I’m currently building a web application that utilises Open Banking through Plaid. This means that it pulls a users banking details through a generated ‘access token’.
I’ve been toying with the concept of how to persist this user data. My reasoning for this is that the Plaid API gets pulled on every web page that requires it, and so it causes a several second ‘loading’ to process – which if you’re navigating round my app is frustrating.
This is a poor user experience in my opinion, and so I’d prefer to somehow persist this data without having to make a server call.
To do this, I’ve initially gone for session storage. I know many people say this is vulnerable to things such as XSS etc, but it’s convenient and works well.
I’m a little uneasy with storing the results of a server call locally though, for obvious reasons.
Currently, the data which is pulled and therefore stored locally is:
- Firebase user ID
- Account id
- Type of account
- Last four digits of account number
- Account provider
- Consent expiration time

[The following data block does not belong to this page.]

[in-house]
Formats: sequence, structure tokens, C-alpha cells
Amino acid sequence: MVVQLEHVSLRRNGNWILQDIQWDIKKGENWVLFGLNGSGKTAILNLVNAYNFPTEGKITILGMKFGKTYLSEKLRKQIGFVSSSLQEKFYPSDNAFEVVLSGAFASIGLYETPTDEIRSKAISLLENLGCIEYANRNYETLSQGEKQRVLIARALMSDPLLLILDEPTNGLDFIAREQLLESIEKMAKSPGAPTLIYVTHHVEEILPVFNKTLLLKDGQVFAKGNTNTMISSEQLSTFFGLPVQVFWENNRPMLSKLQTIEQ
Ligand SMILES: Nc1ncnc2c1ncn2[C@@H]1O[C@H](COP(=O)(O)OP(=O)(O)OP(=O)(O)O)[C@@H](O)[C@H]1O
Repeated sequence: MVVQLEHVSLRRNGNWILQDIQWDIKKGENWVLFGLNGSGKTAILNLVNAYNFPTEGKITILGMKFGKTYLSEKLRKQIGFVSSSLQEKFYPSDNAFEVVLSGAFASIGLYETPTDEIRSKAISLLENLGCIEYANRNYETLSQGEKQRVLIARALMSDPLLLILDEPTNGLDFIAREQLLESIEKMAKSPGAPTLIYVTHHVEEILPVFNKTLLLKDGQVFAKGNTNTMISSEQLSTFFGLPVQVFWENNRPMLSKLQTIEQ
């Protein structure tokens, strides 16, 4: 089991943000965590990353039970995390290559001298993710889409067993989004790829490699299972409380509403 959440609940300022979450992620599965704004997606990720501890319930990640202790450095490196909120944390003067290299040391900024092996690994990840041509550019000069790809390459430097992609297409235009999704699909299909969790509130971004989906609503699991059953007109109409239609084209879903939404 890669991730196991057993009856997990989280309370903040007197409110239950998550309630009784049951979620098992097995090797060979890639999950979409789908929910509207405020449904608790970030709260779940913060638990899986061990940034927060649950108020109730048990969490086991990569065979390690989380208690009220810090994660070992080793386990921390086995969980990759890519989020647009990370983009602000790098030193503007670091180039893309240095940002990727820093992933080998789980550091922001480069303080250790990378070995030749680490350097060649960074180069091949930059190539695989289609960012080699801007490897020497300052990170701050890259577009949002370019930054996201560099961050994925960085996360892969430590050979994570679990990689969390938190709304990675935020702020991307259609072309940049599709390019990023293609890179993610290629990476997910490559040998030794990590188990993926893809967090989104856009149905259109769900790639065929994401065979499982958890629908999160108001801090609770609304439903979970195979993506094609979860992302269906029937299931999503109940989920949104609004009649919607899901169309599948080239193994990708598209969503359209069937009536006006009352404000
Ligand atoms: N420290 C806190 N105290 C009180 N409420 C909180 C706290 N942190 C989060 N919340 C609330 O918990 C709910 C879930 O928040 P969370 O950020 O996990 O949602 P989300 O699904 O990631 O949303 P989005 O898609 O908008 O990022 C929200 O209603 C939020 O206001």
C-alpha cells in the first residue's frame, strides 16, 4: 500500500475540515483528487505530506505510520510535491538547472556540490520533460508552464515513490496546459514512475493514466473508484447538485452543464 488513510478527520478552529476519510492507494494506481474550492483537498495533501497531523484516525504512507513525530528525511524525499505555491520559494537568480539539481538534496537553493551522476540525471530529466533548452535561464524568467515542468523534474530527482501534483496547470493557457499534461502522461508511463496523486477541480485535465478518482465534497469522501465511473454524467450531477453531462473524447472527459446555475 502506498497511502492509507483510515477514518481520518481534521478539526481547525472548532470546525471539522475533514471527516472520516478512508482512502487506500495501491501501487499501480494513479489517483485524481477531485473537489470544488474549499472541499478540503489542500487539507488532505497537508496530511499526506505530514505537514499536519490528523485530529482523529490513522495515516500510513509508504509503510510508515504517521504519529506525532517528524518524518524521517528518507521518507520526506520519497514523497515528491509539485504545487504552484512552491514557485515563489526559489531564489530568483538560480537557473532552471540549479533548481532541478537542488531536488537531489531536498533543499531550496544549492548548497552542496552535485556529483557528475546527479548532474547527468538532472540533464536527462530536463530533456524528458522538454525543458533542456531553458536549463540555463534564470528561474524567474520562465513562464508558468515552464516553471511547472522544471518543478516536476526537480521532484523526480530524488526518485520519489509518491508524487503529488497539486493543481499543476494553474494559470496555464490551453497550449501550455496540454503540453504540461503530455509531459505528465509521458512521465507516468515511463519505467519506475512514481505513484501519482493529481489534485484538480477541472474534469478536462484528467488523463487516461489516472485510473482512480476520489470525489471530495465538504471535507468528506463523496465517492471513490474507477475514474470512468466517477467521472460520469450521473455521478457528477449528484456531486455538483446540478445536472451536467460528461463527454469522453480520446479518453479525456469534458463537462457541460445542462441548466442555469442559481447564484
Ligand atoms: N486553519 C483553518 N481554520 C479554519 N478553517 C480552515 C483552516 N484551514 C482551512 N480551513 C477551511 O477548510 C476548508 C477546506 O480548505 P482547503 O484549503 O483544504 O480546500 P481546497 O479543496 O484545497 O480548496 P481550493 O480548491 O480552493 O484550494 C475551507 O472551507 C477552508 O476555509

- Database ID
And a bunch of other status codes.
The actual data itself isn’t personally identifiable, or usable for anything malicious to my knowledge. No passwords are stored locally, the access token is only ever exchanged via my server, and it is encrypted so not publicly visible as plain text should my database ever get hacked.
So I guess my question is, how secure is this? Is it actually a security problem considering the data can’t be explicitly used for malicious purposes? The only time it would be a problem (in my opinion) would be if my server / database was accessed with the encryption key.
Other alternatives are..
- Encrypt the data that is stored in session storage, but is this pointless?
- Not use session storage at all
Or can anybody suggest any other alternatives?
I know people on here will be much more experienced than me with this – so open to any suggestions. Please let me know, it’d be appreciated.